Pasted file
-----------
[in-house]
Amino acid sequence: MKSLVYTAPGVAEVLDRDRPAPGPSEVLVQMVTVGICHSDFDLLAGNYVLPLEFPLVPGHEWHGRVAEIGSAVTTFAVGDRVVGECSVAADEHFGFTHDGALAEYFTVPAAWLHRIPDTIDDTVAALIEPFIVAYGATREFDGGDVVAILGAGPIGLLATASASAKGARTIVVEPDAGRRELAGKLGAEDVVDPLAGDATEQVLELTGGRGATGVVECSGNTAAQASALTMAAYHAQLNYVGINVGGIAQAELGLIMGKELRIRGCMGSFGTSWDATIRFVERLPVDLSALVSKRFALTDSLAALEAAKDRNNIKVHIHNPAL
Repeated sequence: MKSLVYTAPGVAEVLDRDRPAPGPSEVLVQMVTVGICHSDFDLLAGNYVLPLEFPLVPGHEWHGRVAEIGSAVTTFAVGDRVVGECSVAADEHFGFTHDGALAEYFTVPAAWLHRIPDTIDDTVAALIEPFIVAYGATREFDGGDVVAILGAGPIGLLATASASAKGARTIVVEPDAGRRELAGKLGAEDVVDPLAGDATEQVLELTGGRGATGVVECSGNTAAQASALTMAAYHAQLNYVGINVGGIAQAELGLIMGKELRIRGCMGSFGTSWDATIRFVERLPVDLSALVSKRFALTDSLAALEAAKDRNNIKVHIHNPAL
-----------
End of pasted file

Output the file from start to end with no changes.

[in-house]
Amino acid sequence: MKSLVYTAPGVAEVLDRDRPAPGPSEVLVQMVTVGICHSDFDLLAGNYVLPLEFPLVPGHEWHGRVAEIGSAVTTFAVGDRVVGECSVAADEHFGFTHDGALAEYFTVPAAWLHRIPDTIDDTVAALIEPFIVAYGATREFDGGDVVAILGAGPIGLLATASASAKGARTIVVEPDAGRRELAGKLGAEDVVDPLAGDATEQVLELTGGRGATGVVECSGNTAAQASALTMAAYHAQLNYVGINVGGIAQAELGLIMGKELRIRGCMGSFGTSWDATIRFVERLPVDLSALVSKRFALTDSLAALEAAKDRNNIKVHIHNPAL
Repeated sequence: MKSLVYTAPGVAEVLDRDRPAPGPSEVLVQMVTVGICHSDFDLLAGNYVLPLEFPLVPGHEWHGRVAEIGSAVTTFAVGDRVVGECSVAADEHFGFTHDGALAEYFTVPAAWLHRIPDTIDDTVAALIEPFIVAYGATREFDGGDVVAILGAGPIGLLATASASAKGARTIVVEPDAGRRELAGKLGAEDVVDPLAGDATEQVLELTGGRGATGVVECSGNTAAQASALTMAAYHAQLNYVGINVGGIAQAELGLIMGKELRIRGCMGSFGTSWDATIRFVERLPVDLSALVSKRFALTDSLAALEAAKDRNNIKVHIHNPAL